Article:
Book Reviews | Gordon Campbell | News Flashes | Scoop Features | Scoop Video | Strange & Bizarre | Search

 


NITA: Bush Straps On His Anti-Gravity Belt

Not Important? Think Again
Where common sense meets economics

31 July 2002
Sanders Research Associates

Bush Straps On His Anti-Gravity Belt

America: abandoning civil aviation?

Puzzling over the president’s vow to “crush” the world’s “worst” leaders, we wondered if the following story about Boeing’s research might explain it. He is just a little giddy, as are the idiots who put this out in this summer’s silly season. This says a lot about Boeing, which is finding it increasingly difficult to compete in civil aerospace and is becoming a defence contractor pure and simple. This may well be great news for the company and its stockholders, but it is a real pity for the American economy. Boeing’s acquisition of McDonnell Douglas propelled them into the Pentagon’s commercially unreal world of cost-plus contracting, where higher costs mean more profits. It is not hard to see the day coming when the United States will no longer produce civil aircraft. They are going the way of shipping, computers, machine tools, railways, and other useful things. Anyone wondering about a longer-term investment reason to own euros instead of dollars might well ponder this.

http://www.janes.com/aerospace/civil/news/jdw/jdw020729_1_n.shtml

http://www.iht.com/articles/65997.html


Congress finds its voice

Senator Fritz Hollings did nothing more than call a spade a spade in calling government accounting practice fraud in the pages of the Financial Times. Frankly, he didn’t go far enough, but the fact that the shock of last year’s anthrax attacks on Congress is finally wearing off is encouraging. As we have reported on a variety of occasions, the anthrax came from the US military and the most likely suspects are home grown. When you combine that with the fact that the most prominent characters to receive it were senior Democrats, then you have an interesting chain of inference. What Hollings doesn’t say is that the budget deficit’s size relates largely to increased benefits for American military personnel legislated in 2000. On an accrual accounting basis, defence spending in FY2001 was some 7.5% of GDP. Why Congress should be paying the military more is beyond us, when neither the military nor the intelligence community are capable of doing their job properly. Witness 911.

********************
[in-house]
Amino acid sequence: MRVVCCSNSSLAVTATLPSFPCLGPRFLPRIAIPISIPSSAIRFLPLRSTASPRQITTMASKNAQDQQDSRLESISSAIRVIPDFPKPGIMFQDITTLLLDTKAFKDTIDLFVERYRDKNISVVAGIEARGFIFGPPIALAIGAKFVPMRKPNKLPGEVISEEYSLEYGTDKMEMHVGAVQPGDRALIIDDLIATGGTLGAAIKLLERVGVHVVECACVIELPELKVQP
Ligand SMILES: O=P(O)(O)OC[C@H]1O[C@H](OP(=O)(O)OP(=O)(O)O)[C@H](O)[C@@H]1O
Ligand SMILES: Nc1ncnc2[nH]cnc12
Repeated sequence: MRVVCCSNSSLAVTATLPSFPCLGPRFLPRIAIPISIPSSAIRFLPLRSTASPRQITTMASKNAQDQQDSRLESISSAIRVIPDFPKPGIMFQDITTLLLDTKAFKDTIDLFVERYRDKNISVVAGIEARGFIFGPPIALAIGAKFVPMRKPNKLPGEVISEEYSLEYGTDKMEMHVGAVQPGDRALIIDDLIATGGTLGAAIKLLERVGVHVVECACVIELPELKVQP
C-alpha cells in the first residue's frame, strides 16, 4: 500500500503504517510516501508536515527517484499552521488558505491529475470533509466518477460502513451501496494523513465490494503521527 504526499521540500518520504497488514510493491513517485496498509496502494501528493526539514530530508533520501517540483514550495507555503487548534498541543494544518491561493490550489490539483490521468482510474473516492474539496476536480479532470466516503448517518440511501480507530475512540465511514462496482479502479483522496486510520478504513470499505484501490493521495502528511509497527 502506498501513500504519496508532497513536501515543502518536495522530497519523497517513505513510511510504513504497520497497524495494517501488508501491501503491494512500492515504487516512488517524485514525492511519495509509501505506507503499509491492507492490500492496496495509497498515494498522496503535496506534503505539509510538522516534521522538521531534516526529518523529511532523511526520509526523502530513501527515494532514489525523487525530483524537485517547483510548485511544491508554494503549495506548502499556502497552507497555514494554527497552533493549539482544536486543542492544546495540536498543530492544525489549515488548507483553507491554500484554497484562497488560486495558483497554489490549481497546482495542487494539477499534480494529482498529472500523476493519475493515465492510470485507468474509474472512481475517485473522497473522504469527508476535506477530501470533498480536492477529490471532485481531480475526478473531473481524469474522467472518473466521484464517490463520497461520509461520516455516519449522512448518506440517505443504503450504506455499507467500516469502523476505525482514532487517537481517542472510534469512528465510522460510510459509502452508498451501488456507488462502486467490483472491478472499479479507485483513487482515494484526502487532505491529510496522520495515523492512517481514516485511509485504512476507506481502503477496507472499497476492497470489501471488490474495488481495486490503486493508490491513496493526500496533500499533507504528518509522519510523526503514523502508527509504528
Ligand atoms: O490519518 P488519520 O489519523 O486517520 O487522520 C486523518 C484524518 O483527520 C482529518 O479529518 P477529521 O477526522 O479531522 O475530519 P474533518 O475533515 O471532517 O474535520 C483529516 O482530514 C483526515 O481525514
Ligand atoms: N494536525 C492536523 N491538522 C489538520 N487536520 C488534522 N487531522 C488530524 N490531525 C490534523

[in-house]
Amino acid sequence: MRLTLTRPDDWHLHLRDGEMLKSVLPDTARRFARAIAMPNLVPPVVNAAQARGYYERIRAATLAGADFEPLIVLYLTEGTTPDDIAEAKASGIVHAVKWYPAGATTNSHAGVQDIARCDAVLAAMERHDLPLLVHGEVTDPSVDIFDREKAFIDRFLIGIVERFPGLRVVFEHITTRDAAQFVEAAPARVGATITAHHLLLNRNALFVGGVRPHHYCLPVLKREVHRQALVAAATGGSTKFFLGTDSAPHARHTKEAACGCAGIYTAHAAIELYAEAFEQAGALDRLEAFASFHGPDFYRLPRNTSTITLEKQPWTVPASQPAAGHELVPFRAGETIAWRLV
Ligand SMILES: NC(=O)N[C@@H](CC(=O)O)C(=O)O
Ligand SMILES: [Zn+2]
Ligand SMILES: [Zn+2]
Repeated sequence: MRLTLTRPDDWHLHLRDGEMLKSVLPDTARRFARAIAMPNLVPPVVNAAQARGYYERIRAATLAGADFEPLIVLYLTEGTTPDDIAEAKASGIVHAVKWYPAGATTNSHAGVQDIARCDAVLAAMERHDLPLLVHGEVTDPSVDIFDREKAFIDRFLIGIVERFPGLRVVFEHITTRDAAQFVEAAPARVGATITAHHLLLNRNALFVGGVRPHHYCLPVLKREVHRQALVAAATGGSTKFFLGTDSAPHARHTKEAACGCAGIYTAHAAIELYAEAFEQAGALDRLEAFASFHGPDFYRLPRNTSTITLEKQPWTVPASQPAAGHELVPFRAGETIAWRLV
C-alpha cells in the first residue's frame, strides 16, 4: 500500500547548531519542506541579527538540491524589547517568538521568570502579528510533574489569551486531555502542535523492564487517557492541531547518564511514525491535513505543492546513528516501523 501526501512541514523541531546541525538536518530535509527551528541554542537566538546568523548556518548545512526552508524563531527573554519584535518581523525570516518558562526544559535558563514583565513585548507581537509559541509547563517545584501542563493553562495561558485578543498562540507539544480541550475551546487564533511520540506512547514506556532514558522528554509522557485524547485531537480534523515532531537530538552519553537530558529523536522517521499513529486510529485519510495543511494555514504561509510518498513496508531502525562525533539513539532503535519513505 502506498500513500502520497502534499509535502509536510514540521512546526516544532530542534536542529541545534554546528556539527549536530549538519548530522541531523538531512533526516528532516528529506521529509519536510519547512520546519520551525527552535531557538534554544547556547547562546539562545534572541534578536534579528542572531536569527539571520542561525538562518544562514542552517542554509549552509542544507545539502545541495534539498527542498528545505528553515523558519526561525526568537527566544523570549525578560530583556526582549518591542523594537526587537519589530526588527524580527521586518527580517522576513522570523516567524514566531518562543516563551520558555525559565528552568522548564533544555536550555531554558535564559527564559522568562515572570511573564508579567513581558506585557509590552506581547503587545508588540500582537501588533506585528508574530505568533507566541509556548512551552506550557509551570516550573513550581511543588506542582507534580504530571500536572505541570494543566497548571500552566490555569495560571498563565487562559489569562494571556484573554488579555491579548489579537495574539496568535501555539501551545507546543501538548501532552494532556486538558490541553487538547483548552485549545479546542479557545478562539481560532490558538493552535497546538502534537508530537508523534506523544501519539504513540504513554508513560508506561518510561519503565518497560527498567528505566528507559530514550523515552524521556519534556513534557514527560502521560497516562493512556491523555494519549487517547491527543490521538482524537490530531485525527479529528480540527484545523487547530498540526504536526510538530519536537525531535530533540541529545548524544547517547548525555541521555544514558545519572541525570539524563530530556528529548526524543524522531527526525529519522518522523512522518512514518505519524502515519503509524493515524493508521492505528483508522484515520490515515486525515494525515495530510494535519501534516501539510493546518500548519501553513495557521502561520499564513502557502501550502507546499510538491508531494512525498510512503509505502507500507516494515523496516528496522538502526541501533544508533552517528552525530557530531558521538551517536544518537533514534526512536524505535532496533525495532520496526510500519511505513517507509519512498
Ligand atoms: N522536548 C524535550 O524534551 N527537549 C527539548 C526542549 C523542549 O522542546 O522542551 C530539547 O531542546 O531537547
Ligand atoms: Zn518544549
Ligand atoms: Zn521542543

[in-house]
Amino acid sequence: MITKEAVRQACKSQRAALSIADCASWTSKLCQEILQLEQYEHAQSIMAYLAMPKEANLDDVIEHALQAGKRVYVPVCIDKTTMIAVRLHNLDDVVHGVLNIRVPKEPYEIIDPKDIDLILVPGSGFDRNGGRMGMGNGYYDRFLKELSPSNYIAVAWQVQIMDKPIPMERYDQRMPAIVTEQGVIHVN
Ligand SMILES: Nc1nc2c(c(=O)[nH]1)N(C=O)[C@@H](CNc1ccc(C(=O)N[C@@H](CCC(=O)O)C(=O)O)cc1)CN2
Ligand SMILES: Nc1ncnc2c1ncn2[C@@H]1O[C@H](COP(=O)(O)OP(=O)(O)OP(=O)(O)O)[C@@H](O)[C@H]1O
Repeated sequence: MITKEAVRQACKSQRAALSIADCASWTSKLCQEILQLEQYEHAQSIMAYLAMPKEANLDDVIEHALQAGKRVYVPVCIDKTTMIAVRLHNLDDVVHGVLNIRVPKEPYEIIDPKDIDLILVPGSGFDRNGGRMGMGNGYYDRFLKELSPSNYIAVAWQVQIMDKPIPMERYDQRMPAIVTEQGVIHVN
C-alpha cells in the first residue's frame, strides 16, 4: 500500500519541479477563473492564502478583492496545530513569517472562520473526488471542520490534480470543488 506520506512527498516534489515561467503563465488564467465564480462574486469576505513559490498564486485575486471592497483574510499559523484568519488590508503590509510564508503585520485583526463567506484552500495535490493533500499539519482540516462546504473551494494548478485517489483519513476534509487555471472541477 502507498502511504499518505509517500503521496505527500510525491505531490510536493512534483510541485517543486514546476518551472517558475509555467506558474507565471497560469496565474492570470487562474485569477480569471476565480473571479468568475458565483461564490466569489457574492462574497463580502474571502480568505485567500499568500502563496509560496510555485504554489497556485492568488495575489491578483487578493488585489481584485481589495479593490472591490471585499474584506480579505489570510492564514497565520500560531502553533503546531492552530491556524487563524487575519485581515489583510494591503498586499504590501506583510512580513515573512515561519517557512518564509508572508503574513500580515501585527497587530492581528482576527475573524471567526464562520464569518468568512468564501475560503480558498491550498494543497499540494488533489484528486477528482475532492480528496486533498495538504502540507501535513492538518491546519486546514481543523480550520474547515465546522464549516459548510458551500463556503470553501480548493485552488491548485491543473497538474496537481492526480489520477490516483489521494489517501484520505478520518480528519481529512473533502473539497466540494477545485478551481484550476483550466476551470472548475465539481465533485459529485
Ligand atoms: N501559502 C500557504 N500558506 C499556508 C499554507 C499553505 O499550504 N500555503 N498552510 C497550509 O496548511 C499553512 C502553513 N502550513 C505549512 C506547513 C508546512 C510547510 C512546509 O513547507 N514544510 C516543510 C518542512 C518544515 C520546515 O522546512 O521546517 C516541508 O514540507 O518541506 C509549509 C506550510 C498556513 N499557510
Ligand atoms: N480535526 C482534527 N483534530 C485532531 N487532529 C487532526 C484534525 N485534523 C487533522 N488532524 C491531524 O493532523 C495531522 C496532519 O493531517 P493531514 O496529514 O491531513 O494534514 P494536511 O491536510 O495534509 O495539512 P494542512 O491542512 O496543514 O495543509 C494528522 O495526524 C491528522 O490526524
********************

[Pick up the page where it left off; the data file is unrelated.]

http://news.ft.com/servlet/ContentServer?pagename=FT.com/StoryFT/FullStory&c=StoryFT&cid=1027953260766&p=1012571727085

Don’t pick a fight you can’t pay for